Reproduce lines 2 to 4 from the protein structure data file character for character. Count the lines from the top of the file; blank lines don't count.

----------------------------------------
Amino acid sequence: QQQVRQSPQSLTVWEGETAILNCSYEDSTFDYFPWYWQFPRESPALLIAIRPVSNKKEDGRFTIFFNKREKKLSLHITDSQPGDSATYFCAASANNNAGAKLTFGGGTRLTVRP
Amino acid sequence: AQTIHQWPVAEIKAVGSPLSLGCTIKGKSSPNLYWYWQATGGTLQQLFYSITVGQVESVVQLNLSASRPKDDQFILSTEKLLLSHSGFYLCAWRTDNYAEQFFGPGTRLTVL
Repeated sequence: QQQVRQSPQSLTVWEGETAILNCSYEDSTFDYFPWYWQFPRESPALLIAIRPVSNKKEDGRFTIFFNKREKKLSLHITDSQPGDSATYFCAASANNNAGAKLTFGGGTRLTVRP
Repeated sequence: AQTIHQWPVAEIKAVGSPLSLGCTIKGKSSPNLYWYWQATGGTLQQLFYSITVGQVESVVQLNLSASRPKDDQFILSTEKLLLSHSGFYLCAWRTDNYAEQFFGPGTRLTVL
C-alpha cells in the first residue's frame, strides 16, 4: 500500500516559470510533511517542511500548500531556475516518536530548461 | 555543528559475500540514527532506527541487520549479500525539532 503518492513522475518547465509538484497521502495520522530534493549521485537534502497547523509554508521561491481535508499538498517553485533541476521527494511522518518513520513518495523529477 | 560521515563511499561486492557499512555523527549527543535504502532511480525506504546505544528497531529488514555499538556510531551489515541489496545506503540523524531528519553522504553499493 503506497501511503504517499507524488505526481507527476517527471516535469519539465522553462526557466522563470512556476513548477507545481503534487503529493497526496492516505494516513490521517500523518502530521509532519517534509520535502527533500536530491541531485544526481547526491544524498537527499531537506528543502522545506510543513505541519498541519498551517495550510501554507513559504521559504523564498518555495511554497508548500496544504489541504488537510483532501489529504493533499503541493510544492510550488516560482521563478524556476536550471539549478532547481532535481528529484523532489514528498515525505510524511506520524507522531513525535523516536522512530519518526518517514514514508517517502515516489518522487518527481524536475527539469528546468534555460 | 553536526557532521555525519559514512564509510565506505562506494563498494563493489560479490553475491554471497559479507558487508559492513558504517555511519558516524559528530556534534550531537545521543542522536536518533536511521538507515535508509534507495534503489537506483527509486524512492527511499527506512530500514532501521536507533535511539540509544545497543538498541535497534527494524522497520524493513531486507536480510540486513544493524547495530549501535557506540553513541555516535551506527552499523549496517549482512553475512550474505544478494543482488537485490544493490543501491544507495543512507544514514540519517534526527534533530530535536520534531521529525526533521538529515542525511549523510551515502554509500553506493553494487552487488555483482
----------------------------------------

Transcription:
Amino acid sequence: AQTIHQWPVAEIKAVGSPLSLGCTIKGKSSPNLYWYWQATGGTLQQLFYSITVGQVESVVQLNLSASRPKDDQFILSTEKLLLSHSGFYLCAWRTDNYAEQFFGPGTRLTVL
Repeated sequence: QQQVRQSPQSLTVWEGETAILNCSYEDSTFDYFPWYWQFPRESPALLIAIRPVSNKKEDGRFTIFFNKREKKLSLHITDSQPGDSATYFCAASANNNAGAKLTFGGGTRLTVRP
Repeated sequence: AQTIHQWPVAEIKAVGSPLSLGCTIKGKSSPNLYWYWQATGGTLQQLFYSITVGQVESVVQLNLSASRPKDDQFILSTEKLLLSHSGFYLCAWRTDNYAEQFFGPGTRLTVL